I tried my hand at Korean. Their 'alphabet' or Hangul (script) took 2 hours to memorise. It's also easy to read because each syllable is grouped (where as in English it's not so clear how to pronounce a word as one of our previous PMs discovered when she pronounced 'hyperbole' as 'hyper·bowl' and not 'hai·puh·buh·lee' lol



Wait, what? Hyperbole isn't pronounced hyper-bowl? Maybe I need to learn English
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Crouton

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Re: What surprised you the most when learning a foreign language?
« Reply #25 on: October 26, 2020, 01:54:17 PM »
No but it should be.

And don't get me started on how the word "chaos" is pronounced.
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Shifter

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Re: What surprised you the most when learning a foreign language?
« Reply #26 on: October 26, 2020, 01:55:44 PM »
No but it should be.

And don't get me started on how the word "chaos" is pronounced.

How about the word 'one' lol
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Colonel Gaydafi

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Re: What surprised you the most when learning a foreign language?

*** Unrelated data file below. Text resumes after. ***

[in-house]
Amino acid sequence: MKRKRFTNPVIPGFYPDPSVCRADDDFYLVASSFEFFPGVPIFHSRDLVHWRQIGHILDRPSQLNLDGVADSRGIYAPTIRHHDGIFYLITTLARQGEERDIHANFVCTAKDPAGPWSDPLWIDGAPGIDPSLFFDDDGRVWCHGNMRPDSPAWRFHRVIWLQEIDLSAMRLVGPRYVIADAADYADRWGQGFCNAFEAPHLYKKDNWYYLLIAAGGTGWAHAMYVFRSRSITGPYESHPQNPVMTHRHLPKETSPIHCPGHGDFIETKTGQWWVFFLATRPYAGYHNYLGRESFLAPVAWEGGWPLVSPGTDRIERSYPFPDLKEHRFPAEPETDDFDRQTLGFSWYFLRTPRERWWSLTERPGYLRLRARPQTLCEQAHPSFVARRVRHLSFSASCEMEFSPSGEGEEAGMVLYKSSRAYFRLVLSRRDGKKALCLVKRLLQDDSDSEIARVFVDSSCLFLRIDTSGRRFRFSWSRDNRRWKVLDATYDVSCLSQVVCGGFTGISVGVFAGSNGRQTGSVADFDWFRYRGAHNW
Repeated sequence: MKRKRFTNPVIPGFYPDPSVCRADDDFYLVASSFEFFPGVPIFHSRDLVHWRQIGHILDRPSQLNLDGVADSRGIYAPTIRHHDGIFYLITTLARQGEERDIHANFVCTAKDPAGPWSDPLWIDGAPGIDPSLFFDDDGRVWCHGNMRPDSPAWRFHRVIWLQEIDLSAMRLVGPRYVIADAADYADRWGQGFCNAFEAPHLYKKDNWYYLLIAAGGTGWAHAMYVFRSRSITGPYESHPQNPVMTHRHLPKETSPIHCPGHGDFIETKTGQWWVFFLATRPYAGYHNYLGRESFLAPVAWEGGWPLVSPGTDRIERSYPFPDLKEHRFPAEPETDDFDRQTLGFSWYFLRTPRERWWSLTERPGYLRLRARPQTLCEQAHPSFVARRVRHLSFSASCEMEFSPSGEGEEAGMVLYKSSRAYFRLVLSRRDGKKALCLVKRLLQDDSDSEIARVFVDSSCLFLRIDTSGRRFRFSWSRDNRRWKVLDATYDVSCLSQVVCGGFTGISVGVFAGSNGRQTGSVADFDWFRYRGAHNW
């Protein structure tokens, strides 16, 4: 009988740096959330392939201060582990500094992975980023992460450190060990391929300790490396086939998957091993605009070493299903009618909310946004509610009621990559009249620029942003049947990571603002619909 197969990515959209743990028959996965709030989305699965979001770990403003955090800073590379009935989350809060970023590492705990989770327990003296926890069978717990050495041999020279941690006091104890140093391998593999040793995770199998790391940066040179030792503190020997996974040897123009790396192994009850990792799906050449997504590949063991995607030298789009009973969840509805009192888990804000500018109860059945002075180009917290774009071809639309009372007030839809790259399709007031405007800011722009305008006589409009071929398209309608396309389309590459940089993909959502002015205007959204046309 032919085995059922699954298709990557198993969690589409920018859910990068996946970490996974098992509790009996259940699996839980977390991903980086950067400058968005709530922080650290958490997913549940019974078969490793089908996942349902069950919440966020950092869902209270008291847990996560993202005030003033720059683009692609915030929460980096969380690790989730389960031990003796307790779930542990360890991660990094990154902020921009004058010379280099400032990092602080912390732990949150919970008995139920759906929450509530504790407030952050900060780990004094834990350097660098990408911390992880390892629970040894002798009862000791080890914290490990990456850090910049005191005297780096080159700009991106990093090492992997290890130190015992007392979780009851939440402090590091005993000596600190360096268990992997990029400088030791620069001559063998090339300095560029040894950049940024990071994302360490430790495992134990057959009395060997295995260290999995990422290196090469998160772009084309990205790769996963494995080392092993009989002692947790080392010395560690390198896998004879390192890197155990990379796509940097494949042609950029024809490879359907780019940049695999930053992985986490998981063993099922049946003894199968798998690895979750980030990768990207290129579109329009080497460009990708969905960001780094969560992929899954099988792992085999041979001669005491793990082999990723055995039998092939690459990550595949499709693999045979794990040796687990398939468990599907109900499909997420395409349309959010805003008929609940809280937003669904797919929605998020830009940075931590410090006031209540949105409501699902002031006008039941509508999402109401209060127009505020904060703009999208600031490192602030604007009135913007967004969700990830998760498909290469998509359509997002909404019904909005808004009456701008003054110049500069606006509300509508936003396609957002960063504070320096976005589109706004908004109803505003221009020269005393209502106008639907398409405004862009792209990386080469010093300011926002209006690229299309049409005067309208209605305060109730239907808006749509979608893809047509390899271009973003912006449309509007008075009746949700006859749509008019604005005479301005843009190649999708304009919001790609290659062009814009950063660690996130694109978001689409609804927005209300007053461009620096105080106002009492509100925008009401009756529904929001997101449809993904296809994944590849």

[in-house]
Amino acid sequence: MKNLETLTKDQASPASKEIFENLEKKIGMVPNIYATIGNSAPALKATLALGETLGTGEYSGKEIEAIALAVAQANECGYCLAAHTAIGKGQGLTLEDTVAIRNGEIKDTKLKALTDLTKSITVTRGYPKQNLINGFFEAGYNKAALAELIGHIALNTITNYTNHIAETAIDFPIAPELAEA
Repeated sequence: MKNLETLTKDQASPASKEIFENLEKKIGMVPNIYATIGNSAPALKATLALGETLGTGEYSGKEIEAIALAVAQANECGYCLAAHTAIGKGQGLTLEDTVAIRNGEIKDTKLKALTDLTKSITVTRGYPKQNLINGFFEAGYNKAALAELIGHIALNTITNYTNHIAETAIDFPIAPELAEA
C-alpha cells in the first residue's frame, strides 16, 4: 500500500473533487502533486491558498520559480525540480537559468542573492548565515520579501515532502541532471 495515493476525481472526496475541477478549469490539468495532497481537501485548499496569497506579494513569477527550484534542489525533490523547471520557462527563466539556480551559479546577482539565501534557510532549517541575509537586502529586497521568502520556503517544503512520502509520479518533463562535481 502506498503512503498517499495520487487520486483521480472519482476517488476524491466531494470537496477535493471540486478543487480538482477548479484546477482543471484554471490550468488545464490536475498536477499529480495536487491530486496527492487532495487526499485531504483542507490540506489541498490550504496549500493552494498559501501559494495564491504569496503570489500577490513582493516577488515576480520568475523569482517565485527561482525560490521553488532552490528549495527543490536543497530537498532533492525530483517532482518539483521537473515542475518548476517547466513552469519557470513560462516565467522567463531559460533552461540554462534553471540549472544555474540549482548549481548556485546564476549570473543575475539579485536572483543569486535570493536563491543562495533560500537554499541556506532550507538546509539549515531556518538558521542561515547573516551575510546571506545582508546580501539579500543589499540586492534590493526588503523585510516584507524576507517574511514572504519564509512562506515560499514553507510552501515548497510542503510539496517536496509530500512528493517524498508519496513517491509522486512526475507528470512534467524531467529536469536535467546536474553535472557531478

« Reply #27 on: October 26, 2020, 02:55:11 PM »
Stupid English.

Not that other languages are much better. Doing Finnish on duolingo at the moment to improve and I'm still not entirely sure when to use the partitive case or how a cat can be a viking and why I should care.
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FlatAssembler

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Re: What surprised you the most when learning a foreign language?
« Reply #28 on: October 27, 2020, 06:19:50 AM »
A thing I recently learned and that shocked me a bit is that Latin dative was never used to mean the direction of movement, that "Romani ite domui." not only sounded weird (as I thought before), but was incorrect. The direction of movement was always the accusative, as in "Romani ite domum.". I have always thought what's an adverbial phrase and what's an object was some kind of a linguistic universal. In Croatian, you would say "Neka Rimljani idu kući." ("kući" being the dative), and "kući" is considered to be an adverbial phrase, rather than an object. It turns out, what's an adverbial phrase in Croatian not only can be, but also must be, an object in Latin.